Study guide: famous artists: works, styles, periods medieval art


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Medieval art refers to the art completed during the period between 300 A.D. and the early 1300s. The main subject matter was the Christian religion.

Artists of this time period ignored perspective and gave their work a flat look. Most of the paintings were painted to tell a religious story, and symbols were used extensively, such as painting the sky gold to signify God’s supreme presence in the heavens. Because they were concerned about religion and life after death, they did not worry about painting the world as it really was.
Although almost all medieval art dealt with the subject of religion, several different styles were developed, based mainly upon the time frame and the location of the painter.


  1. BYZANTINE STYLE: This popular style was started in 300 A.D. and was centered around the city of Byzantium, which is now Istanbul, Turkey. It became the standard style for Eastern Europe and the Near East. All pictures focused on religion. The figures were very stiff and not life like. Much color was used, and most colors were used to symbolize religious ideas. One of the most famous paintings of the time was Enthroned Madonna and Child by an unknown artist. It now hangs in the National Gallery of Art in Washington, D.C. It shows Mary holding baby Jesus, who is pictured as a small child, but created with the facial features of an adult male.


  1. CELTIC STYLE: This style developed in Ireland and Northern Europe. It became famous for its illuminations (illustrations) for Bibles. Each picture was formed by using many interacting lines, thus causing the pictures to have an abstract pattern.

  1. ROMANESQUE STYLE: This style became common in Western Europe from 1000 to 1100 A.D. At this time, many churches were being built, and artists painted lovely pictures on the walls of the churches. Bright colors were used, and all pictures still lacked perspective, causing a flat appearance. Most showed events described in the Bible.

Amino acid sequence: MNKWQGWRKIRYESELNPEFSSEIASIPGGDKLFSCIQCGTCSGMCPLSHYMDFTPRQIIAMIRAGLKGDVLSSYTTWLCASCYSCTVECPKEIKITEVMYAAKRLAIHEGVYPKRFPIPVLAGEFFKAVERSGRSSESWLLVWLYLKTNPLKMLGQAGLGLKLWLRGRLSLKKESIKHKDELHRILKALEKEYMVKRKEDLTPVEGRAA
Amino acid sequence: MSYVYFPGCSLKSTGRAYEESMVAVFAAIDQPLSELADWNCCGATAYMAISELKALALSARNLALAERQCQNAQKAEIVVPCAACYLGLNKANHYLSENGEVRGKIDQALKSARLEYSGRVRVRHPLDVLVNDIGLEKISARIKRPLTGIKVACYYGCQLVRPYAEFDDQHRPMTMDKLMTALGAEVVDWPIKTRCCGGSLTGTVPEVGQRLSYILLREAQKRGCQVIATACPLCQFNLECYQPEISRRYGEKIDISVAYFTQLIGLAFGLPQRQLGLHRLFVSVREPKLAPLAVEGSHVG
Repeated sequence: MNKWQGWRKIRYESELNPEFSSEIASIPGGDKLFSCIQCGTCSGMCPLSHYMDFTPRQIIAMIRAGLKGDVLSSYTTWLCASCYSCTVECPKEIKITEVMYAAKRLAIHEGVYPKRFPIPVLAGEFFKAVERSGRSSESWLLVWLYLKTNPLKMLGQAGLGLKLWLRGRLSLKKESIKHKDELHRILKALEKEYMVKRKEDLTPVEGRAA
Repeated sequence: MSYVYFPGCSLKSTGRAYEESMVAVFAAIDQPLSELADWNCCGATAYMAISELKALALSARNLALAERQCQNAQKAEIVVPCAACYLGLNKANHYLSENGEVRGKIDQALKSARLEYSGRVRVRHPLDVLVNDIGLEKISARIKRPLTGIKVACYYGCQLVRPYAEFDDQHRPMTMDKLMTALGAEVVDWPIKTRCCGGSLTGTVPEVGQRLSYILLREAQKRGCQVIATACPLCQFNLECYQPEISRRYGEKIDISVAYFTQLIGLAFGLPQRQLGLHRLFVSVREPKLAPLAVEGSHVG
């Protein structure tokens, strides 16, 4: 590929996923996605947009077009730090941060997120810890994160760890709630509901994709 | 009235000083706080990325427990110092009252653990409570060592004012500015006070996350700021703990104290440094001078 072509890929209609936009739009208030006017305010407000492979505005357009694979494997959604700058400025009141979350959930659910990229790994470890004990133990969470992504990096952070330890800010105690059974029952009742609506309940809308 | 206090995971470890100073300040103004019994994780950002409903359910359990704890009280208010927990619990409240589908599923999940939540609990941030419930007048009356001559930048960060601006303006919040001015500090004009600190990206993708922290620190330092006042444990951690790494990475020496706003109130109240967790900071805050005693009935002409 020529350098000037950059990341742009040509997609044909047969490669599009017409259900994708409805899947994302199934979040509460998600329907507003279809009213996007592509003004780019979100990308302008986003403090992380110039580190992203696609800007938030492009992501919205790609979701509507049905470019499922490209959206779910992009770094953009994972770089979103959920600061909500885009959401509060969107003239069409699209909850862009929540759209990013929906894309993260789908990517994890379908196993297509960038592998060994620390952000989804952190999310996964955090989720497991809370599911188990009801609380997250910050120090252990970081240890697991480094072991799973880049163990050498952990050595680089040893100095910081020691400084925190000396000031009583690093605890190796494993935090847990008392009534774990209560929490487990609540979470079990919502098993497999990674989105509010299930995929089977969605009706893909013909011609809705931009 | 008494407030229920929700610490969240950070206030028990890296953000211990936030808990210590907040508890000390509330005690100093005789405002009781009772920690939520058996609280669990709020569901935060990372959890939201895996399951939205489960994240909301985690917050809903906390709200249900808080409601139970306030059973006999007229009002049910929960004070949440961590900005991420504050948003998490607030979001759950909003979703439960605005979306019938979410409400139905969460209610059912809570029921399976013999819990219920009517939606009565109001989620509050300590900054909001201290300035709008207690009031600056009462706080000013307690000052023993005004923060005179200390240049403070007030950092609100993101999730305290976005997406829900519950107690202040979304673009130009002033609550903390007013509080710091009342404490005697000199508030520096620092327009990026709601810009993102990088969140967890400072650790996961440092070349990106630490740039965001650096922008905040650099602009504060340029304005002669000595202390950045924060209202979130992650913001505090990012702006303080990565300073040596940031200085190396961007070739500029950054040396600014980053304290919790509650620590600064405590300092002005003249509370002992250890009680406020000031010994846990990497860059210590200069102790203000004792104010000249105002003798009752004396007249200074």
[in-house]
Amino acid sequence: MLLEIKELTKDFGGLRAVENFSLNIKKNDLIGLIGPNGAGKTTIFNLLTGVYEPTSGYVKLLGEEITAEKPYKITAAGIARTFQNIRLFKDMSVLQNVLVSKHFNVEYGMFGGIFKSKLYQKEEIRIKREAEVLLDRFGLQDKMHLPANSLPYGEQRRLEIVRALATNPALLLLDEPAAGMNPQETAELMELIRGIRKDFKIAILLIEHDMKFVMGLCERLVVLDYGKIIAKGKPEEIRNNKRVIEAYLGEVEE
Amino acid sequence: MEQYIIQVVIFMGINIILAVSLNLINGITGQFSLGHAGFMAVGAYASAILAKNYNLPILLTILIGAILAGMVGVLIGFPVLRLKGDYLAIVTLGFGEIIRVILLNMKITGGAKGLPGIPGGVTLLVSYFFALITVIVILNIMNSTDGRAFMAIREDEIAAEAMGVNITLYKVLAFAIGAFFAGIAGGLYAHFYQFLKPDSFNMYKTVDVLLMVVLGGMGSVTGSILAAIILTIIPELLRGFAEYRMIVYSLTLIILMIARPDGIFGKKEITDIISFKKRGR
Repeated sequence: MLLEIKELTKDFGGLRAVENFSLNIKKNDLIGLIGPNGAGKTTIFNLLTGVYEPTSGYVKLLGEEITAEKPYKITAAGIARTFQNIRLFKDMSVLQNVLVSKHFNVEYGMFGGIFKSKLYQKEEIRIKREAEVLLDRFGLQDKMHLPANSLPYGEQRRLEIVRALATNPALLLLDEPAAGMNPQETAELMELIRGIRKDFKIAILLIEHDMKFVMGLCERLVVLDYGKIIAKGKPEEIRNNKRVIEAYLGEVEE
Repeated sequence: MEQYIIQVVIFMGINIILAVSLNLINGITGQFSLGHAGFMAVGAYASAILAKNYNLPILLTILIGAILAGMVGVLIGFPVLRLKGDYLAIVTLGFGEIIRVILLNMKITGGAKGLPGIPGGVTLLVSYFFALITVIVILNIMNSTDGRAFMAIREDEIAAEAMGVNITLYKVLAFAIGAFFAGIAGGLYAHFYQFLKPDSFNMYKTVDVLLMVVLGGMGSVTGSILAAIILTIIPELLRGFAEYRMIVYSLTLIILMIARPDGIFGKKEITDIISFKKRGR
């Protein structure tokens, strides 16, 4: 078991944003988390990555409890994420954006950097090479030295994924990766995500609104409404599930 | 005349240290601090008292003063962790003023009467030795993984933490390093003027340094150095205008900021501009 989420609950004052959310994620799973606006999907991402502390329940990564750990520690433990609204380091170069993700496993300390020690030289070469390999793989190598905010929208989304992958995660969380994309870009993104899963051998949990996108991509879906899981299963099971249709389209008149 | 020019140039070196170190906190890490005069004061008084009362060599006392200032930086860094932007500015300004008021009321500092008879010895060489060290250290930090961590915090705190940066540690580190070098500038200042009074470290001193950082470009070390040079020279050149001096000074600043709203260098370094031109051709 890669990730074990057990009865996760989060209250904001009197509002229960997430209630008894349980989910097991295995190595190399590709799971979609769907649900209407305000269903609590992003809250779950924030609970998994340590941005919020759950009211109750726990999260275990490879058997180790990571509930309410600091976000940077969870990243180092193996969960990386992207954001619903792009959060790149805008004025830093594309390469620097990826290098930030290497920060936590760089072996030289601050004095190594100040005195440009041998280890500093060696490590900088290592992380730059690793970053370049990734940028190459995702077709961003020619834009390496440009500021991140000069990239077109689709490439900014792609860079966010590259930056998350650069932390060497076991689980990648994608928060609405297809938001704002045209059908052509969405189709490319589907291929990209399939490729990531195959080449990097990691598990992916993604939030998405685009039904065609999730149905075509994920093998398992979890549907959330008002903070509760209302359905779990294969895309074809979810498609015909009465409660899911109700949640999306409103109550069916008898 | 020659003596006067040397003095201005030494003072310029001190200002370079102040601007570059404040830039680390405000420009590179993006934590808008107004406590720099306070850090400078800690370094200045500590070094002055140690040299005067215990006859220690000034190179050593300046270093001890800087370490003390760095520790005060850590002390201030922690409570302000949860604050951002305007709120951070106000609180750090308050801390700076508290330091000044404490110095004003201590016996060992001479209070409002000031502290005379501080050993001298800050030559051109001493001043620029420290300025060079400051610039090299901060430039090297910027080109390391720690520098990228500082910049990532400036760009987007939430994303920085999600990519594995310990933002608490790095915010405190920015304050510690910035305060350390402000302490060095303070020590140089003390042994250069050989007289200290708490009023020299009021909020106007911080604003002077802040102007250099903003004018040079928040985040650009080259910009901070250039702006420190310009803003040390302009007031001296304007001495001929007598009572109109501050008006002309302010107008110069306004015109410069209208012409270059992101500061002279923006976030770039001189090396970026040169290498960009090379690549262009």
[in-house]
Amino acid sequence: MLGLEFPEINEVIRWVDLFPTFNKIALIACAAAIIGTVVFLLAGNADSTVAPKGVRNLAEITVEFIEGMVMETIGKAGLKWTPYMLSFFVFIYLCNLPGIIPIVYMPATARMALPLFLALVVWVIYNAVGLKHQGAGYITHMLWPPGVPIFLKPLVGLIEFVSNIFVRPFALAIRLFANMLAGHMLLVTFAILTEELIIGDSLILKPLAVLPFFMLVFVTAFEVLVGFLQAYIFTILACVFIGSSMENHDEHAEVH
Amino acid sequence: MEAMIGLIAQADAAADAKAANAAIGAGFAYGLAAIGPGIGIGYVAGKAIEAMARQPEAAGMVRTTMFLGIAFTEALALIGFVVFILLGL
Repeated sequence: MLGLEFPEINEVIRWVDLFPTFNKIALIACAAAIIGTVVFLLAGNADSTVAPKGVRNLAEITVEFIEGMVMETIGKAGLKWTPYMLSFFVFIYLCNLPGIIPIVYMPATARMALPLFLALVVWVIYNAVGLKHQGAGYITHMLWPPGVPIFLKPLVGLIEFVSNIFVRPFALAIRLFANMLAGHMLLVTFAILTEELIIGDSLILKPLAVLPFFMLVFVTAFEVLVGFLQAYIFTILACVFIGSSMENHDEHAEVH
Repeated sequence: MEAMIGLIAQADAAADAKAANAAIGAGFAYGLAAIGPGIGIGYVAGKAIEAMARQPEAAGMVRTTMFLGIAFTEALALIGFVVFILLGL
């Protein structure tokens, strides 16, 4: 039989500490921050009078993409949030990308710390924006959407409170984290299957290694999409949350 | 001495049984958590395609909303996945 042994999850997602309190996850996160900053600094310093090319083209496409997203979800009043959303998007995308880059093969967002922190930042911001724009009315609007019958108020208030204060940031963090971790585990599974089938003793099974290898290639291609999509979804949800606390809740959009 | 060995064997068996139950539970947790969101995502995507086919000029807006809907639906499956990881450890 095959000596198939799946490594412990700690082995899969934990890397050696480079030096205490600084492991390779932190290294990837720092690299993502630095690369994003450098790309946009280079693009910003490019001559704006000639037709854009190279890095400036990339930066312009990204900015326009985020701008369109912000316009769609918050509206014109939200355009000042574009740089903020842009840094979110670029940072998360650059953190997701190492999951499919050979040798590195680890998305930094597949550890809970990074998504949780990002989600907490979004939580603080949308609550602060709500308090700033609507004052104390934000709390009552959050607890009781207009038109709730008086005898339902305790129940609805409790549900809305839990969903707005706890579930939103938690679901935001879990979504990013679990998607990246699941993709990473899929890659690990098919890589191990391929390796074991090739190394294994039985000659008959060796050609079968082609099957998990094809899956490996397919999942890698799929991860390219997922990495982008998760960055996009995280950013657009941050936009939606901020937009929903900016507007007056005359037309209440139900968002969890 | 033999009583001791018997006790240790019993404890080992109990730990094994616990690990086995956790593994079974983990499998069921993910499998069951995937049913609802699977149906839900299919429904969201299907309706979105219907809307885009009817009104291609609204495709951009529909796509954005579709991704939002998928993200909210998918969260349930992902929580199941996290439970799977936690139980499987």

1. GOTHIC STYLE: This style replaced the Romanesque style during the 1200s. Gothic architectural styles featured many windows, which eliminated the wall space needed for the large Romanesque frescoes. Artists filled the windows with stained glass that told religious stories. Bright blues and reds were favorite glass colors.

Many other artists during this time made illuminations, or ornate pictures, for Gospel books and Bibles.

  1. REALISM: During the 1200s, many European artists turned toward realism. They began to paint and create art that resembled the real object, person, or scene. The main theme still continued to be religious in nature.

Giotto: An Italian painter was one of the more famous and influential artists of this time. He still continued to paint frescoes when possible. His painting called The Lamentation of Christ shows Mary holding onto Jesus after he was crucified. The sky is blue, as in real life, and the people appear lifelike. Giotto placed a painted frame around his painting to make the picture appear more like a window.

The Renaissance began in Italy in 1300, and it spread northward until it had reached almost all of Europe by 1600. During this time, people became very interested in the arts. Religious subject matter was still the main focus, but artists turned more toward realism and tried to portray people and nature as it really appeared. Florence, Italy was the center for art during this time. The Renaissance in Florence gave us many wonderful painters.